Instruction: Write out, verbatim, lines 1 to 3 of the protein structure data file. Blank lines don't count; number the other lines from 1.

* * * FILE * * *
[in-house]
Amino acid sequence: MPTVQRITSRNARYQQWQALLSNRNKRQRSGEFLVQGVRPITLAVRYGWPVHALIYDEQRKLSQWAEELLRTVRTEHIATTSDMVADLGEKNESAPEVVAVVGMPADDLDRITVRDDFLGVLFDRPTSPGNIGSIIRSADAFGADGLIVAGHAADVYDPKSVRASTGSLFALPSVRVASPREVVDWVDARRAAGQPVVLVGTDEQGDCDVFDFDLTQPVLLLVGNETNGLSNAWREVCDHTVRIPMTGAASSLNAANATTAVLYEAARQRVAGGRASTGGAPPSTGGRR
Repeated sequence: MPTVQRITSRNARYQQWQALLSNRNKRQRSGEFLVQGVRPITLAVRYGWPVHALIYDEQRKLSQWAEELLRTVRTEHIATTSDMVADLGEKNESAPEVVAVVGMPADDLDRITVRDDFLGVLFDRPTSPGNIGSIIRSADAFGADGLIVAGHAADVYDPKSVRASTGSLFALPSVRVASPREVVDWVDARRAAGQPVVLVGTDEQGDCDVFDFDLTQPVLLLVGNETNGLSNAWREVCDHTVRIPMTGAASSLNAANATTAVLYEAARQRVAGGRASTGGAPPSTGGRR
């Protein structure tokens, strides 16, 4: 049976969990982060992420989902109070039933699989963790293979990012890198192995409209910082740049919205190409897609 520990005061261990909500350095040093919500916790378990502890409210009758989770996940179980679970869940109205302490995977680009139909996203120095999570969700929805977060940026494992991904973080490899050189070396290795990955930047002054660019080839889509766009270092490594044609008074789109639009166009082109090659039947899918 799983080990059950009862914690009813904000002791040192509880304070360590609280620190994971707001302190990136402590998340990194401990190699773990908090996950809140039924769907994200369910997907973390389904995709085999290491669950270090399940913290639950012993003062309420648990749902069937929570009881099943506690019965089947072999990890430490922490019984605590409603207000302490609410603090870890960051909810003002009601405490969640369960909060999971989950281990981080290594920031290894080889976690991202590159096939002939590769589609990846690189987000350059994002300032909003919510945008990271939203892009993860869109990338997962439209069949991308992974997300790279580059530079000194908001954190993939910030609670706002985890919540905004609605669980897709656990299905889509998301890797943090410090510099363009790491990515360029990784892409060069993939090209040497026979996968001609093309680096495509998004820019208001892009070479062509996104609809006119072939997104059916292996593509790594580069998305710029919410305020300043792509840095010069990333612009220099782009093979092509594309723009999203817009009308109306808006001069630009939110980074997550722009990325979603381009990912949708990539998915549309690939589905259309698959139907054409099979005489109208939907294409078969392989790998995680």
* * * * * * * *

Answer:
[in-house]
Amino acid sequence: MPTVQRITSRNARYQQWQALLSNRNKRQRSGEFLVQGVRPITLAVRYGWPVHALIYDEQRKLSQWAEELLRTVRTEHIATTSDMVADLGEKNESAPEVVAVVGMPADDLDRITVRDDFLGVLFDRPTSPGNIGSIIRSADAFGADGLIVAGHAADVYDPKSVRASTGSLFALPSVRVASPREVVDWVDARRAAGQPVVLVGTDEQGDCDVFDFDLTQPVLLLVGNETNGLSNAWREVCDHTVRIPMTGAASSLNAANATTAVLYEAARQRVAGGRASTGGAPPSTGGRR
Repeated sequence: MPTVQRITSRNARYQQWQALLSNRNKRQRSGEFLVQGVRPITLAVRYGWPVHALIYDEQRKLSQWAEELLRTVRTEHIATTSDMVADLGEKNESAPEVVAVVGMPADDLDRITVRDDFLGVLFDRPTSPGNIGSIIRSADAFGADGLIVAGHAADVYDPKSVRASTGSLFALPSVRVASPREVVDWVDARRAAGQPVVLVGTDEQGDCDVFDFDLTQPVLLLVGNETNGLSNAWREVCDHTVRIPMTGAASSLNAANATTAVLYEAARQRVAGGRASTGGAPPSTGGRR